Twenty teachers in Terrace, B.C., will be fired at the end of June if they refuse to join the local union. Terrace District Teachers Association (TDTA), and the British Columbia Teachers Federation (BCTF).

A number of these teachers object to union membership because of the pro-abortion policies of the provincial federation, admitted TDTA president Greig Houlden.

Union membership was required in a collective agreement reached in the district in January 1989, but those teachers who opted out were given a “period of grace” to decide what to do, he told The Interim.

That period of grace is coming to an abrupt halt as teachers are expected to join by June 30 or “seek employment elsewhere,” Mr. Houlden said.

They also have the option to apply to the British Columbia Industrial Relations Council (IRC), for exemption from union membership on religious grounds.

To be granted such an exemption, one must prove his religious beliefs are “irreconcilable with the policies of the union,” says Daryl Anaka, a junior high teacher whose application on these grounds is currently before the IRC.

He expects to get a hearing within the month, even though BCTF is trying to dismiss his appeal.

In his application, Mr. Anaka points out that BCTF supports Planned Parenthood endorses the lobby group Concerned Citizens for Choice in Abortion, and is a paid member of the Canadian Abortion Rights Action League (CARAL).

The federation also lobbied at R.C. Members of Parliament to amend Bill C-43 to decriminalize abortion, and urged all local teachers’ associations to do likewise.

It’s evident to Mr. Anaka that “BCTF has the option of appealing the decision or seeking redress through the courts. He will not join the union.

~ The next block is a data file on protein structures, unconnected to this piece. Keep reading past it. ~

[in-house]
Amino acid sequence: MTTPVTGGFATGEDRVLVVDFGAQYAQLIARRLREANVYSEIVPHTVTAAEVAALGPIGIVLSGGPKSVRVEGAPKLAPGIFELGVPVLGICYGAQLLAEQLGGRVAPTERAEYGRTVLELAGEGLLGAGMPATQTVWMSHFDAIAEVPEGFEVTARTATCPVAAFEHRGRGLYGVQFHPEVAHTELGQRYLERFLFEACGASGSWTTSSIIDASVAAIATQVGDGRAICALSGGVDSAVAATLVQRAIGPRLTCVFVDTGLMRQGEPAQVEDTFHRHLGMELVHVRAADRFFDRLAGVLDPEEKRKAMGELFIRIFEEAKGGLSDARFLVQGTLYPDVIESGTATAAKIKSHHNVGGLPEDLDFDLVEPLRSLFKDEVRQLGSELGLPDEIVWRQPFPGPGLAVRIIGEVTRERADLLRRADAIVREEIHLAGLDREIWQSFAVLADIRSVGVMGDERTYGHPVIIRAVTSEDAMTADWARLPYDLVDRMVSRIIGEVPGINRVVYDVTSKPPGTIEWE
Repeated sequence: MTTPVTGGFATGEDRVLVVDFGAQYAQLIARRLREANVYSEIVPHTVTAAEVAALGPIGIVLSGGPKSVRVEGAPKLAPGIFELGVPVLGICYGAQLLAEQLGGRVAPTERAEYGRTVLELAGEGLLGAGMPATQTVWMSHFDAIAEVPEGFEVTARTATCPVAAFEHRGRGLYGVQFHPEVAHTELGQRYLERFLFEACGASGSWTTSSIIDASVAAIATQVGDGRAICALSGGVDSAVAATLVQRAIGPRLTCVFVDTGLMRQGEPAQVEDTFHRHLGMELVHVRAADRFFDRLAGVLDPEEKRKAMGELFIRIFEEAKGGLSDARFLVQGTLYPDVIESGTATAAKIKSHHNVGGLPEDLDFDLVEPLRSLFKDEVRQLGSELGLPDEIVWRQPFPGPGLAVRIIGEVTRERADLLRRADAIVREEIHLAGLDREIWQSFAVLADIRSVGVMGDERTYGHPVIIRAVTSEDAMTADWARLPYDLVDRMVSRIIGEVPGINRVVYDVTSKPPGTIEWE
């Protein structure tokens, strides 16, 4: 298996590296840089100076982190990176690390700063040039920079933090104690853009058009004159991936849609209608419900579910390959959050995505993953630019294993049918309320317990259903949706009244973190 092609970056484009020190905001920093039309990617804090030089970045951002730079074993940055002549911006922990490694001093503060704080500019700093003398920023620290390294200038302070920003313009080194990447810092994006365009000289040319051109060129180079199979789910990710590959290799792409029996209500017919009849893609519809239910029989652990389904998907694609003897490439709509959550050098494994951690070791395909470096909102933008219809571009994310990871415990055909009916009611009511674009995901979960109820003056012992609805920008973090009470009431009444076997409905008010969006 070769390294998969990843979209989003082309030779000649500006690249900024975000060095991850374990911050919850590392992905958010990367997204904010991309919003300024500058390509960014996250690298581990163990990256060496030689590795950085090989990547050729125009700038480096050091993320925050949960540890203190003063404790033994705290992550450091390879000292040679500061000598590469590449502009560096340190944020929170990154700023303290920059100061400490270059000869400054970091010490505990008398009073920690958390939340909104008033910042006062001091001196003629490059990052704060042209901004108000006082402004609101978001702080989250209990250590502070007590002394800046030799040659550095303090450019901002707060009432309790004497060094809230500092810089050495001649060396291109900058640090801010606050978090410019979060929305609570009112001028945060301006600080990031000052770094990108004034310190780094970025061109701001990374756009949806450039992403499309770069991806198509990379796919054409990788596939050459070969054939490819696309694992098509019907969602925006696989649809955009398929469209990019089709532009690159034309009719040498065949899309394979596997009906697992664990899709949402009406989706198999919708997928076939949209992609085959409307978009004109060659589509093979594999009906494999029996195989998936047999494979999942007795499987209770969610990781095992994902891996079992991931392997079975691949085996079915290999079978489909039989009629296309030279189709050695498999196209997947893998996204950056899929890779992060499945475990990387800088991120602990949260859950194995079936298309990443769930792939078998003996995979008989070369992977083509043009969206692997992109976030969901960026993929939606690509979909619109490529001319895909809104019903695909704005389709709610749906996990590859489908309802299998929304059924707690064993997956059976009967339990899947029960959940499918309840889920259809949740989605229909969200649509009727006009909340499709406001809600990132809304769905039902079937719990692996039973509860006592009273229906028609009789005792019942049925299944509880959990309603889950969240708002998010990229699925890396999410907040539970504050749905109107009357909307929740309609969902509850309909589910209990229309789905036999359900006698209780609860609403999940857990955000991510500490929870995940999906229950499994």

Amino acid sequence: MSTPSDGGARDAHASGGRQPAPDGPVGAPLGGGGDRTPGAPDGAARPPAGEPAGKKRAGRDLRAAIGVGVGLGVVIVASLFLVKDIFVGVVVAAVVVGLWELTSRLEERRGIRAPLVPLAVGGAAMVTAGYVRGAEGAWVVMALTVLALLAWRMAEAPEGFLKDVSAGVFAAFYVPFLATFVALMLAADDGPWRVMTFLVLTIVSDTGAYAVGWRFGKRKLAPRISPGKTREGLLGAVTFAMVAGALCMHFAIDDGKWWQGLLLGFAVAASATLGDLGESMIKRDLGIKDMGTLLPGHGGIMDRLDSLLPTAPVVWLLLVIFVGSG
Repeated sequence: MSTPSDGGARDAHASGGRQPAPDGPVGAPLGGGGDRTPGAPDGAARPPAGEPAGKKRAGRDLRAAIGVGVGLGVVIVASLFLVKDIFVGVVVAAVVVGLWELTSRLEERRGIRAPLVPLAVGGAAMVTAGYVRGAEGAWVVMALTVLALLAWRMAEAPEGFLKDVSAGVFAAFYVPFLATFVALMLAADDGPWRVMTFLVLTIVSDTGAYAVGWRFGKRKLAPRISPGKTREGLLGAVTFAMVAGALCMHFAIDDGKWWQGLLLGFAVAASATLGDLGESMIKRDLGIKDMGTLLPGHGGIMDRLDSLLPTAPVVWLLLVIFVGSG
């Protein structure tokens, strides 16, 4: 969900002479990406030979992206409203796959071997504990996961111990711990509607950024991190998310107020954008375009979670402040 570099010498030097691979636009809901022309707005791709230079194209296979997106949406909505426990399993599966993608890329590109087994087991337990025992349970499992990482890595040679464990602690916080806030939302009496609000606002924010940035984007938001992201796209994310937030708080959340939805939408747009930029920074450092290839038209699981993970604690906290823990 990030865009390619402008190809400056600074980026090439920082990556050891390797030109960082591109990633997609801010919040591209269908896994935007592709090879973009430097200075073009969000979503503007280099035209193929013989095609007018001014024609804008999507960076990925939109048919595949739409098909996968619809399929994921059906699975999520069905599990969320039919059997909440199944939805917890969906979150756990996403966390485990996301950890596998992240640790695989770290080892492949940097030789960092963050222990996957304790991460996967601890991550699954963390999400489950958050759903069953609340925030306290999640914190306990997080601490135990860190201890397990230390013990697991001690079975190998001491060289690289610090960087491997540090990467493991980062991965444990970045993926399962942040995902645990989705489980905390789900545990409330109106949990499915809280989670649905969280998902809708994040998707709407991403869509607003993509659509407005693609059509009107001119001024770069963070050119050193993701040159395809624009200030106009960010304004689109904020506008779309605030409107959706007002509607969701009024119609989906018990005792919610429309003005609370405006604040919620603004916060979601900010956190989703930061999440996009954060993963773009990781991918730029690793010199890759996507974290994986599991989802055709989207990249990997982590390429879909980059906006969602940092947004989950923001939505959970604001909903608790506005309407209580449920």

I’m thinking, praying to know as a Christian what the Lord requires of me,” the father of three commented. “I entrust everything I am doing to His divine will.” In a similar case, Justin and Nancy Wasilifsky of Vancouver were granted an exemption from union membership in August 1989.

This was a precedent-setting decision, since previously the IRC had allowed exemption on religious grounds if one’s beliefs prohibited membership in all trade unions, according to an IRC staff member who refused to give her name.

The Wasilifsky decision created a storm of controversy and it prompted allegations of bias against the deciding panel of three. As a result, the decision underwent an internal reconsideration by a panel of seven IRC members in May.

Meanwhile, B.C. pro-life nurse Isobel Brophy had a grueling weeklong hearing in Vancouver, Mary 7 to 11. Mrs. Brophy of Terrace is facing disciplinary action because she attempted to talk to girls admitted to the hospital for abortions. She has been charged with unprofessional conduct (see The Interim April 1990). The Interim could not reach Mrs. Brophy at press time.